Hey everyone! I thought it would be interesting and fun to start a series on stock market/investing basics for people that are just starting out. I know firsthand how scary everything can seem and it’s very easy to get overwhelmed with so much information. So, I just wanted to break down the basics into an easy to understand series.
Own A Business And Build Long-Term Wealth
Have you ever wondered what it would be like to own part of a business? Well, when you own stocks you technically own a very small part of a company.
Over the past few decades, Americans have been more and more interested in owning stocks. Part of the reason is because trading costs have come down significantly. You can execute most online trades for less than $8 these days.
Another factor is that large companies are no longer offering pension plans and instead pushing the burden of preparing for retirement on employees through 401k programs.
Without a doubt, the stock market has been one of the greatest creators of wealth in history. Just ask Warren Buffett who’s sitting at a pretty $70+ billion from just investing! Stocks are a crucial part of every investment portfolio no matter if you’re in retirement or still building wealth.
Despite the popularity, a lot of people don’t take the time to understand how the stock market operates before jumping in. I was a little scared myself when I first started investing, but with lots of reading, practice, and perseverance, I’ve learned a lot.
What Are Stocks?
Shares also give shareholders certain rights to vote on company matters including electing the board of directors who oversee the management team.
It’s important to distinguish ownership of stock in a private versus a public company.
A private company just means its shares are not quoted daily and traded on a public stock exchange. The only way to buy or sell shares is through negotiated transactions.
In contrast, public companies have shares hare are freely traded on the market through stock exchanges such as the New York Stock Exchange (NYSE) or NASDAQ. In addition, public companies must file periodic financial reports to its shareholders.
Shares of public companies are traded over major stock exchanges. The two biggest ones in the US are the New York Stock Exchange and the NASDAQ. Normal trading hours (when you can buy or sell shares) is between 9:30 AM to 4:00 PM Eastern Standard Time.
Stock exchanges connect buyers and sellers to facilitate trading. Back in the day, trading used to occur mostly on trading floors where brokers would scream at each other to make trades.
These days, most trading is done online and is much more convenient for us small investors.
How To Make Money With Stocks
There are two ways you can make money with stocks: stock price appreciation and dividends.
Stock price appreciation just means the selling the stock at a higher price than you paid.
Dividends are distributions of the Company’s earnings to shareholders.
They are entirely voluntary and companies typically like to pay them on a recurring basis (i.e. monthly, quarterly, or annually)…although dividends can be one time in nature too.
In fact, back in 2013 many companies paid out a “special one-time” dividend because of fears of a higher dividend tax.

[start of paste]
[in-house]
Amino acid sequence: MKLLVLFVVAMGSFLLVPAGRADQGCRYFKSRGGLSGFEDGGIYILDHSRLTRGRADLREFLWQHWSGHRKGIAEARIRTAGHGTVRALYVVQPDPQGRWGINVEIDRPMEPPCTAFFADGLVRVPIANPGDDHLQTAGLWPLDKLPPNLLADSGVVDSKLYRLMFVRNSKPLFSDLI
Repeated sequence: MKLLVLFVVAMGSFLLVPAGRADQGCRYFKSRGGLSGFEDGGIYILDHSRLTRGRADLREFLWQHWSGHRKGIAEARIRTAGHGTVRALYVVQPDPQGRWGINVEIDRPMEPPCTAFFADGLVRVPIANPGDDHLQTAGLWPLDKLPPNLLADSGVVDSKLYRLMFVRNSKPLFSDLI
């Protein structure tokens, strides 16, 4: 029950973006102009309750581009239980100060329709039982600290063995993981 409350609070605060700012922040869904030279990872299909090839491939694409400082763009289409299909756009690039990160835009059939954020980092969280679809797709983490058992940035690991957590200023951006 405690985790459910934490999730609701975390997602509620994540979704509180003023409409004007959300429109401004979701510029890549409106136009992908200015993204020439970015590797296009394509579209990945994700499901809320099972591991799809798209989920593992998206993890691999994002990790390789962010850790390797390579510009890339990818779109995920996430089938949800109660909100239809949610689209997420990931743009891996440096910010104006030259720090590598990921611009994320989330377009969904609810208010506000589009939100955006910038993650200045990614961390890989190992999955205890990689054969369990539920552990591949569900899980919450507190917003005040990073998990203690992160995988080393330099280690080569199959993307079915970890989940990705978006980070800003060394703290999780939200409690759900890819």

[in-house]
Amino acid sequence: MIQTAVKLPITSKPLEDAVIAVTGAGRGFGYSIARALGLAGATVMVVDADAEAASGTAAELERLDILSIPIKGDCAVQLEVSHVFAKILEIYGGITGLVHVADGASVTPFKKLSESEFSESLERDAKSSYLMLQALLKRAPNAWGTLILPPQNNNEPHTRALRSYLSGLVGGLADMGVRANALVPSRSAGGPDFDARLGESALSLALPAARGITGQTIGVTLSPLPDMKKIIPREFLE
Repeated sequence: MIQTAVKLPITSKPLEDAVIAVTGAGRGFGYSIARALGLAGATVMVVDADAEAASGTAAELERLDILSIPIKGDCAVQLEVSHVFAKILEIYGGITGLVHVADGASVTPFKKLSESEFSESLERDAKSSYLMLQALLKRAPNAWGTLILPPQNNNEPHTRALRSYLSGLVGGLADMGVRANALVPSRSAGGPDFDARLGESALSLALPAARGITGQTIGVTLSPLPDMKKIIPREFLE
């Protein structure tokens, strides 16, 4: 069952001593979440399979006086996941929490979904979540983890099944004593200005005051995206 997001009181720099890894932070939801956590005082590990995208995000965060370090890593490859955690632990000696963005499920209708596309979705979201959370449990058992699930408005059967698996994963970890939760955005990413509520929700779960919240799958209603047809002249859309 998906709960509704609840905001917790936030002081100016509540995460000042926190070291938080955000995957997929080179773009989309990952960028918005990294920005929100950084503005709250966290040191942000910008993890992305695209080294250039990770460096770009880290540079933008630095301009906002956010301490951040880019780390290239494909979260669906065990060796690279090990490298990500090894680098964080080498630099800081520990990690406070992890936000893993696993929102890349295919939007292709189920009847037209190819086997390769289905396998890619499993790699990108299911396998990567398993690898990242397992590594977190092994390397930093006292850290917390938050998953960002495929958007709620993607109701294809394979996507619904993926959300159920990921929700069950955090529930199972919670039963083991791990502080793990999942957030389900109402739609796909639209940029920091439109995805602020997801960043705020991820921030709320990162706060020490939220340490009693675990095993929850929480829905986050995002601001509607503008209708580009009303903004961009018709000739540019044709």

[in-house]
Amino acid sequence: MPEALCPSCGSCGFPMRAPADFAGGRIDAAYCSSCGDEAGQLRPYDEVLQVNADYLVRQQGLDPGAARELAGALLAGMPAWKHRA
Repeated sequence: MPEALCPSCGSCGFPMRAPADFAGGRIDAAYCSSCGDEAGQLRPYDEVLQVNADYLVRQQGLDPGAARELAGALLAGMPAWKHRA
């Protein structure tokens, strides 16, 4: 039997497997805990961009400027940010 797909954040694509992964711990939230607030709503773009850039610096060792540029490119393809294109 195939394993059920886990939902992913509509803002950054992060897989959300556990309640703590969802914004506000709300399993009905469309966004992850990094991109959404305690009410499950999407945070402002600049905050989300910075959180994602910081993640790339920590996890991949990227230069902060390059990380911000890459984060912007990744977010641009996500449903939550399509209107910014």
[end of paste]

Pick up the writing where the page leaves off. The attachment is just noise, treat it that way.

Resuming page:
As I mentioned before, all public companies have freely tradable shares on exchanges. Stock exchanges identify a company’s shares through a ticker symbol. Each company will have a unique ticker symbol.
Don’t worry, many companies will have very easy to remember ticker symbols–so people can easily remember and trade them. Let’s see if you can identify any of them:
Alright, can you guess which companies have the above ticker symbols?
The answers are Apple (AAPL), Costco (COST), Microsoft (MSFT), and Google (GOOG).
If you don’t know a company’s ticker symbol, just head on over to Google Finance and type in the name of the Company. Google will automatically pull up the ticker symbol on the side.
Shares of public companies are quoted every second and constantly change during trading hours. If you ever wanted to know what a company’s stock price is trading for, just go to any financial website.
My go to one is Google Finance because the interface is very slick and clean (unlike Yahoo Finance), and it provides me with all the information I need.
The key thing to understand is that stock prices change every single day, every single minute, and every single second. It changes based on the selling and buying patterns of all market participants.
Now, there are a lot of studies that show why stock market prices change over the short term (like say a day). However, there is rarely any reason why a stock changes from $11.00 to $11.01 and then falls to $10.99.
Don’t look at stock price changes on a daily basis or even stare at your brokerage account every day. You’ll drive yourself crazy.
Typically, unless there is big news (like say the CEO leaving, or a big lawsuit, or a large product recall), there is no reason for a short-term stock movement. It’s just noise.
However, the thing that drives long-term stock movement (over the course of years) is revenue/sales and earnings/profit performance.
Learning how to invest can be a scary thought. The stock market is filled with fancy “Wall Street” terminology that sound like made up words. However, the earlier you learn the better because this is a life long skill to build wealth. Stay tuned for the next update!
Readers, what do you think about the Stock Market Basics series? Should I keep going? Any ideas on some potential topics you want me to discuss? Let me know in the comments!